Ph.D. in Chinese, Archaeology Subplan

The Ph.D. program in Chinese, Archaeology subplan is designed to prepare students for a doctoral degree in Chinese archaeology.

Students should consult the most up-to-date version of the degree plan on the Stanford Bulletin as well as the EALC Graduate Handbook. Each student should meet with their faculty advisor at least once per quarter to discuss the degree requirements and their progress.

Degree Requirements for the Ph.D. in Chinese, Archaeology Subplan

Admission to Candidacy

Candidacy is the most important University milestone on the way to the Ph.D. degree. Admission to candidacy rests both on the fulfillment of department requirements and on an assessment by department faculty that the student has the potential to successfully complete the Ph.D.

Following University policy (GAP 4.6.1), students are expected to complete the candidacy requirements by Spring Quarter of the second year of graduate study.

Degree Requirements

  1. Demonstrate proficiency in modern Chinese through completion of one of the tracks of third-year Chinese with a letter grade of 'B' or higher:
    • CHINLANG 103 - Third-Year Modern Chinese, Third Quarter (5 units)
    • CHINLANG 103B - Third-Year Modern Chinese for Bilingual Speakers, Third Quarter (3 units)
  2. Demonstrate proficiency in classical Chinese through completion of one of three advanced classical Chinese courses with a letter grade of 'B' or higher:
    • CHINA 208 - Advanced Classical Chinese: Philosophical Texts (3-5 units)
    • CHINA 209 - Advanced Classical Chinese: Historical Narration (2-5 units)
    • CHINA 210 - Advanced Classical Chinese: Literary Essays (2-5 units)
  3. Demonstrate proficiency in at least one supporting foreign language (in addition to Chinese and English), or in a laboratory skill, to be chosen in consultation with the primary advisor according to the candidate's specific research goals. Proficiency in language(s) and/or laboratory skills must be certified through a written examination or an appropriate amount of course work, to be determined on a case-by-case basis.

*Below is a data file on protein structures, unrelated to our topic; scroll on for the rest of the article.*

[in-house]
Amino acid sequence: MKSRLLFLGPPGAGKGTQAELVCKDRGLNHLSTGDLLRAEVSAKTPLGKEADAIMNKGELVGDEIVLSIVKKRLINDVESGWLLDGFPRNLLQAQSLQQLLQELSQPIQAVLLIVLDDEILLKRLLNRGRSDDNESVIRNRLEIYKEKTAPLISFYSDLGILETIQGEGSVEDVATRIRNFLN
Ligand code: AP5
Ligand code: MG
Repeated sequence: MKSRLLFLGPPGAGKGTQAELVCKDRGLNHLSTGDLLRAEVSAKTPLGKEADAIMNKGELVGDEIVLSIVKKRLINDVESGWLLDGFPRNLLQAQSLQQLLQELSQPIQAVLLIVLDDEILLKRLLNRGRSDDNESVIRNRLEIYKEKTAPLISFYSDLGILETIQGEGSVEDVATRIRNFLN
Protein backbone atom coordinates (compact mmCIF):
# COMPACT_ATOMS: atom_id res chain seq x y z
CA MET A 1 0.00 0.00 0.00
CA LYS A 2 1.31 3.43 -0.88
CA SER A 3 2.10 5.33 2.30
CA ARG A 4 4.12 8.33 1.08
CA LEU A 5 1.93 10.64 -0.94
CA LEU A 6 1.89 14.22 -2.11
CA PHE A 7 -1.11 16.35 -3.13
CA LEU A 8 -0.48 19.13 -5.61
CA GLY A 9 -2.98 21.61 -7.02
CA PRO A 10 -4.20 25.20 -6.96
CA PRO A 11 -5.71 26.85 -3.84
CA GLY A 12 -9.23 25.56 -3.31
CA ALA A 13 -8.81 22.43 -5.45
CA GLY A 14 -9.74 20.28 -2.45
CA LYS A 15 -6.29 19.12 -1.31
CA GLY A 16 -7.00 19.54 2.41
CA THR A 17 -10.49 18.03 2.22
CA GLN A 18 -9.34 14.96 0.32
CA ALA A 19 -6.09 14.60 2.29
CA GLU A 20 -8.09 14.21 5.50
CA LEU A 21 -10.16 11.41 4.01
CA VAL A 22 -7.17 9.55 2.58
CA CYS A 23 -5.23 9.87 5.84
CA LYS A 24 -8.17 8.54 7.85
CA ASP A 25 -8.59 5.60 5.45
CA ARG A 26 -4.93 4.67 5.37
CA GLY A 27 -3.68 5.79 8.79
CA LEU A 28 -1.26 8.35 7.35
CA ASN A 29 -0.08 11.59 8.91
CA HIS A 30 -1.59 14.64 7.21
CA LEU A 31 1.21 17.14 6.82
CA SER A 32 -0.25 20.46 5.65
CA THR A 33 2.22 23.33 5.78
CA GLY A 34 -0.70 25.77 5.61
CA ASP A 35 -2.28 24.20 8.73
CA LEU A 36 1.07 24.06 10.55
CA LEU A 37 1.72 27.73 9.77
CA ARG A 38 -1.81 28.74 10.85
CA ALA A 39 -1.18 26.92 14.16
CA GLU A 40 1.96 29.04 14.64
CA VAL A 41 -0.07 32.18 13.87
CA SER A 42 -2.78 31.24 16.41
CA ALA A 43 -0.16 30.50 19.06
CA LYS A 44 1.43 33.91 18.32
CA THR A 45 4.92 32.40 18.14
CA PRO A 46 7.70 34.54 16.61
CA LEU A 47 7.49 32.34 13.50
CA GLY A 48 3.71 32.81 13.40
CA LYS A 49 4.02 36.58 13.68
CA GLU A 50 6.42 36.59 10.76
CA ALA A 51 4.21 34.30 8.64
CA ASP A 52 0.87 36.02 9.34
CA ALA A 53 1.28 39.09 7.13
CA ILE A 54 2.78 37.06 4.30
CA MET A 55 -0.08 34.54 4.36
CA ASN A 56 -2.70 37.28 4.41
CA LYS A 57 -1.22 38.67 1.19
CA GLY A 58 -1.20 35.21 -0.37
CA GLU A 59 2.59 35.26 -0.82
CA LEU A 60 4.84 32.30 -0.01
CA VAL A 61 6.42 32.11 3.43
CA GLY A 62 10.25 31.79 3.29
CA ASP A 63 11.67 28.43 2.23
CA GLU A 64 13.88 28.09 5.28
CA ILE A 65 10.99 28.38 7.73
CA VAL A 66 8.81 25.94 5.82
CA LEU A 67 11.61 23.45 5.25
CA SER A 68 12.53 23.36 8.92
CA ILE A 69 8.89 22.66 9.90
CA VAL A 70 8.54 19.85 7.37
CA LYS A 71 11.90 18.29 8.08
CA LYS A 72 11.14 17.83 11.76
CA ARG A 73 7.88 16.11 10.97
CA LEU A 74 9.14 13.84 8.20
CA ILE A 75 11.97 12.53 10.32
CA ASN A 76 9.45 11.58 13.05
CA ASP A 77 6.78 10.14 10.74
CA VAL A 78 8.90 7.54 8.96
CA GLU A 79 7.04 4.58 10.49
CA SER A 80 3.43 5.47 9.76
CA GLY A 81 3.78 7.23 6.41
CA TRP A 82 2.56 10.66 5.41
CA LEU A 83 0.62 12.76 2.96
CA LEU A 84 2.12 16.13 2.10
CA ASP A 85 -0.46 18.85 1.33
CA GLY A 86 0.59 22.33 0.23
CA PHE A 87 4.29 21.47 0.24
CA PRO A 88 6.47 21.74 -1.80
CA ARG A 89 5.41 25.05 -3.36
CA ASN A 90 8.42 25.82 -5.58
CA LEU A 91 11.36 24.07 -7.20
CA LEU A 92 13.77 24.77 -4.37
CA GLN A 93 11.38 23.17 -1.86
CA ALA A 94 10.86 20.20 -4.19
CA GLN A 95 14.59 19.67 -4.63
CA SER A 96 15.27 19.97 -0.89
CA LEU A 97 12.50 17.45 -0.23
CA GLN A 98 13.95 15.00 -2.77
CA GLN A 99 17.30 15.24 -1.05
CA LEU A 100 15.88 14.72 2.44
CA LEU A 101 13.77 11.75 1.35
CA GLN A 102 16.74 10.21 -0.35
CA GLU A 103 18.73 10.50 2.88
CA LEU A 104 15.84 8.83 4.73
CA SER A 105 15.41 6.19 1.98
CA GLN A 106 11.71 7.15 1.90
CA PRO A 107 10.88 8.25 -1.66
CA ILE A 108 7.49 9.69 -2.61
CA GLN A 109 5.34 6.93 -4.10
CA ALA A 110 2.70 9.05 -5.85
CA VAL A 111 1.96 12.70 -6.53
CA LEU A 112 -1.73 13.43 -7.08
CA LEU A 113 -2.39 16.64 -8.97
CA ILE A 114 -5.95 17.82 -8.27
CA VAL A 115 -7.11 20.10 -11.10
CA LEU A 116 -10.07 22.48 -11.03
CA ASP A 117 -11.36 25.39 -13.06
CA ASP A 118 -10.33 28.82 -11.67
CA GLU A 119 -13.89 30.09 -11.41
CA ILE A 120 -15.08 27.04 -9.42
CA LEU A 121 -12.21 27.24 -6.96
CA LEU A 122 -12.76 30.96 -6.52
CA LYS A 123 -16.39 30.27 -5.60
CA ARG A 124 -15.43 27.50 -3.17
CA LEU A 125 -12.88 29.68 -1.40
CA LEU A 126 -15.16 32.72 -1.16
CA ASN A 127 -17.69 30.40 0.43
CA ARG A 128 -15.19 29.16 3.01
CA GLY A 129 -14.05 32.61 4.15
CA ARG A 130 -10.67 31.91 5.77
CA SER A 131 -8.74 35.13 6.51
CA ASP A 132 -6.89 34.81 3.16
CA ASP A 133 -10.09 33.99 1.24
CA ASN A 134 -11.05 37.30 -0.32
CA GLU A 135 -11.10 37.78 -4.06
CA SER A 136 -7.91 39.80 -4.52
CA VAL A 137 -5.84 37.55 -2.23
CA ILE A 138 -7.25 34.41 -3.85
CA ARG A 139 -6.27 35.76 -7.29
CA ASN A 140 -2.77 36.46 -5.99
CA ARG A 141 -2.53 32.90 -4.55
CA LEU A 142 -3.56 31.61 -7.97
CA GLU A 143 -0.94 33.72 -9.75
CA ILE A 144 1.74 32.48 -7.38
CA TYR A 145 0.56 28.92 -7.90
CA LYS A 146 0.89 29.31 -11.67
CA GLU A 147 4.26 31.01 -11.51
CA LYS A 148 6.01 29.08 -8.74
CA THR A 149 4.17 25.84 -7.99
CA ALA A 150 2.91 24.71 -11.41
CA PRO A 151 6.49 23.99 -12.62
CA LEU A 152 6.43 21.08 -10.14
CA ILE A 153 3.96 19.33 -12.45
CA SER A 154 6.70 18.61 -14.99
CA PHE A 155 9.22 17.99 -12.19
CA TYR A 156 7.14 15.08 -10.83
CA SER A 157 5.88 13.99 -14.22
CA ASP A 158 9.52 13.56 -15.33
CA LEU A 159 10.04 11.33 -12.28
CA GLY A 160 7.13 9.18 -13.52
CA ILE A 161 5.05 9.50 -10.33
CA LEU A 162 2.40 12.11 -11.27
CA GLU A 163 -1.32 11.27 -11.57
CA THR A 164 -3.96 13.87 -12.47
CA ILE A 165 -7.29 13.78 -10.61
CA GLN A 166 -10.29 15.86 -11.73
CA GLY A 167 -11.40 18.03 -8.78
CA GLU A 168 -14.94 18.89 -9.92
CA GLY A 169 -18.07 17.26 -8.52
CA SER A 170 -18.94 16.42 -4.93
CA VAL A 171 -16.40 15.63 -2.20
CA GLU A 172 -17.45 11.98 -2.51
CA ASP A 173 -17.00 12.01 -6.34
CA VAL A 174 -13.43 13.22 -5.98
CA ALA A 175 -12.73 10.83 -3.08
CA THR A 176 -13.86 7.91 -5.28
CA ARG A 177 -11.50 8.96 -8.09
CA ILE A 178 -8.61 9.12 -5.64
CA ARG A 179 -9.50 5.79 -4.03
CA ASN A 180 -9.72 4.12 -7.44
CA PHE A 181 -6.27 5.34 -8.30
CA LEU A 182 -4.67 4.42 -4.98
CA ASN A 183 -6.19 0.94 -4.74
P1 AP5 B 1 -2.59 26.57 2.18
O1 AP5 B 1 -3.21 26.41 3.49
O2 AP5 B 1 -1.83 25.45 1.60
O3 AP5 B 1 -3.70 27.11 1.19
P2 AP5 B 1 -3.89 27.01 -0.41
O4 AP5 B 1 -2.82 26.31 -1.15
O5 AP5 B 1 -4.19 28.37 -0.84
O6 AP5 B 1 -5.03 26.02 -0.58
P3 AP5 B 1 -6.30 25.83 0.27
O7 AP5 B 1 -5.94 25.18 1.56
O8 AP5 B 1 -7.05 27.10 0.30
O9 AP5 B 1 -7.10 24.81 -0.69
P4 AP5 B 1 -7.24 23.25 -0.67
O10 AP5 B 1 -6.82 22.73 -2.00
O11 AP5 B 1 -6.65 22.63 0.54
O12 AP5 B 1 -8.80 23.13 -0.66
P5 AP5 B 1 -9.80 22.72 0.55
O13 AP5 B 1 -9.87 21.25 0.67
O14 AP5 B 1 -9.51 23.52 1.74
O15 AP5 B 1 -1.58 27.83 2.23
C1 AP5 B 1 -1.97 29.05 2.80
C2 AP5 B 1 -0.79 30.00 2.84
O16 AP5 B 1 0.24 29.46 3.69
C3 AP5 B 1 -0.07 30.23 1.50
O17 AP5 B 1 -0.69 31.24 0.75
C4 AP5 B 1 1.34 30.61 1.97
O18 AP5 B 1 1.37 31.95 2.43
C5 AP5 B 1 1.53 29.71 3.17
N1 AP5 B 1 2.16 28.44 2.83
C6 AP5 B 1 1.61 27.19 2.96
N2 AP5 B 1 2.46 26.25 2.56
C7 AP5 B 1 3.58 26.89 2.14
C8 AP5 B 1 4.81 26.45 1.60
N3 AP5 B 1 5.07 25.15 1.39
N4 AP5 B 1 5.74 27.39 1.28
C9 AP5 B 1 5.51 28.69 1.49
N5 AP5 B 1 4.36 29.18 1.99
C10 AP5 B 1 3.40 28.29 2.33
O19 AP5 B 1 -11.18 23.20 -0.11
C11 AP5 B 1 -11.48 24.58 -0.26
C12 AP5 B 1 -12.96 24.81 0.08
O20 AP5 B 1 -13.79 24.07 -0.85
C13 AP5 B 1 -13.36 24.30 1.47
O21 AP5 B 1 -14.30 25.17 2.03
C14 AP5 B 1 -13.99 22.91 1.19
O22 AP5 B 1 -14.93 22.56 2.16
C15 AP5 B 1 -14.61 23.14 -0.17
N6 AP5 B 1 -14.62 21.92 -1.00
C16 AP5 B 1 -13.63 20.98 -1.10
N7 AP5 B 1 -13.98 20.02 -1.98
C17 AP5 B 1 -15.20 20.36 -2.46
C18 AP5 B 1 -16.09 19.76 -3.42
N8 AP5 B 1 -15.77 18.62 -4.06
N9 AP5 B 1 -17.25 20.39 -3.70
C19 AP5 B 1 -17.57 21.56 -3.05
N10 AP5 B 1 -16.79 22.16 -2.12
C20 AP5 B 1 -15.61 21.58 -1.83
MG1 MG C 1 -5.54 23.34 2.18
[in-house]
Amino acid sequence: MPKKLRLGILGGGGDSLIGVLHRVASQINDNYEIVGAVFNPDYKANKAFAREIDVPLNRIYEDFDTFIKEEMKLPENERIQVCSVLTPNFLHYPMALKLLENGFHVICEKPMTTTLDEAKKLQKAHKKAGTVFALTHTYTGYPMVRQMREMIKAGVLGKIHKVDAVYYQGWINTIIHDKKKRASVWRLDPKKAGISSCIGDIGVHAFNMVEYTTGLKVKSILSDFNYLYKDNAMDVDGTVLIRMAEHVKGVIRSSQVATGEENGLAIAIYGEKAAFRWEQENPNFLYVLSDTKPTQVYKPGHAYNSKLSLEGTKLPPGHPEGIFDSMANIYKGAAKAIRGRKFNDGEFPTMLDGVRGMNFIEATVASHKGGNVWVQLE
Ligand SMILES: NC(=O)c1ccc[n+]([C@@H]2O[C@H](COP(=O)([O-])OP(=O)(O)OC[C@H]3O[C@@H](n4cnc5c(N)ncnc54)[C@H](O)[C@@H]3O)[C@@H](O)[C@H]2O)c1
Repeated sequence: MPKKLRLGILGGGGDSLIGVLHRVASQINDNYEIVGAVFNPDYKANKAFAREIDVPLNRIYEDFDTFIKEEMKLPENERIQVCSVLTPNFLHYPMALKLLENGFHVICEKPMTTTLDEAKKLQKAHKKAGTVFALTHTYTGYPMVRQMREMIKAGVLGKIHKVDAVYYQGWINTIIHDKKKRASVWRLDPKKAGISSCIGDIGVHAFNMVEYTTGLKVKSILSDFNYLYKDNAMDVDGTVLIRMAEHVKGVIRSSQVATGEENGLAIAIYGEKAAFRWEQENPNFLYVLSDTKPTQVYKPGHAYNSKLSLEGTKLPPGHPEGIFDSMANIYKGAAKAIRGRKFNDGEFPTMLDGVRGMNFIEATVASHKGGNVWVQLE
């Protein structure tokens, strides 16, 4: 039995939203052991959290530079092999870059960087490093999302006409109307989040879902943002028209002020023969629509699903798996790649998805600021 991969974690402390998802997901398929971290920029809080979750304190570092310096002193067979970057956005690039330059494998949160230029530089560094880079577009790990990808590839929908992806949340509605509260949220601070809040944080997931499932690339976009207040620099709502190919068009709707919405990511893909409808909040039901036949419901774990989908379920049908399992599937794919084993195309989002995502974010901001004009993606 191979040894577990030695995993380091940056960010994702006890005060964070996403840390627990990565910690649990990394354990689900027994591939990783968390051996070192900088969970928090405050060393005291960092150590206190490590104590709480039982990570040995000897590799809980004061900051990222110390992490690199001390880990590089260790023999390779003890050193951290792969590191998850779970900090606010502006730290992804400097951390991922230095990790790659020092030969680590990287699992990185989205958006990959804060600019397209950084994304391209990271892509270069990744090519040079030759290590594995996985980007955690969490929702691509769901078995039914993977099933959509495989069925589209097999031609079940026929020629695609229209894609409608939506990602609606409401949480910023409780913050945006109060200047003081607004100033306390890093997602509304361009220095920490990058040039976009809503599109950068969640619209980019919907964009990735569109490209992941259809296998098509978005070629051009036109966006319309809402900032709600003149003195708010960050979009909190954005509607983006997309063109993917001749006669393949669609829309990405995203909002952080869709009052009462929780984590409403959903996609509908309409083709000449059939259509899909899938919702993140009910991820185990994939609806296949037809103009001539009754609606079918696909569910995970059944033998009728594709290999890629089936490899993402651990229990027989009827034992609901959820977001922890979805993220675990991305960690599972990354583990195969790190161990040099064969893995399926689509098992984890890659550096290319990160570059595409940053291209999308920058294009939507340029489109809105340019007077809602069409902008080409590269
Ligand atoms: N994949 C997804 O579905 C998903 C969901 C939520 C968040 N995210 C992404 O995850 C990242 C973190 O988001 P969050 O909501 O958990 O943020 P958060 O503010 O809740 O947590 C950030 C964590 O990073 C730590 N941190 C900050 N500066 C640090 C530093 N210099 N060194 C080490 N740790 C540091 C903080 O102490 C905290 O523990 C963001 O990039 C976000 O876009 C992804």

4. Six graduate-level CHINA or ANTHRO courses appropriate to the Chinese Archaeology subplan, as approved by the advisor:
    • ANTHRO 303 - Introduction to Archaeological Theory (5 units)
    • ANTHRO 307 - Archaeological Methods (5 units)
    • ANTHRO 308 - Proposal Writing Seminar in Cultural and Social Anthropology (5 units)
    • ANTHRO 310G - Introduction to Graduate Studies (2 units)
    • ANTHRO 311G - Introduction to Culture and Society Graduate Studies in Anthropology (2 units)
    • CHINA 275 - Constructing National History in East Asian Archaeology (3-5 units)
    • CHINA 276 - Emergence of Chinese Civilization from Caves to Palaces (3-4 units)
    • CHINA 376 - Methods, Theories, and Practice in Chinese Archaeology (3-5 units)
  5. Serve as a teaching assistant for two quarters and research assistant in an archaeology laboratory for two quarters.
  6. Pass qualifying examinations in Chinese archaeology. In order to advance to Terminal Graduate Registration (TGR) status, students must also complete a prospectus defense.
  7. Carry out fieldwork related to dissertation research.
  8. Pass the University oral examination. The candidate is examined on questions related to the dissertation after acceptable parts of it have been completed in draft form.
  9. Submit a dissertation demonstrating ability to undertake original research based on primary materials in Chinese or data related to China.
Chinese Archaeology Qualifying Exam

Since the PhD students in Chinese Archaeology Program in EALC will form the qualifying exam committee which consists of faculty members from Anthropology Department, we follow the format and timeline for the exam from Anthropology Department. The information about the exam process is based on Department of Anthropology Best Practice Reference, Doctoral Qualifying Examinations for Area and Topic.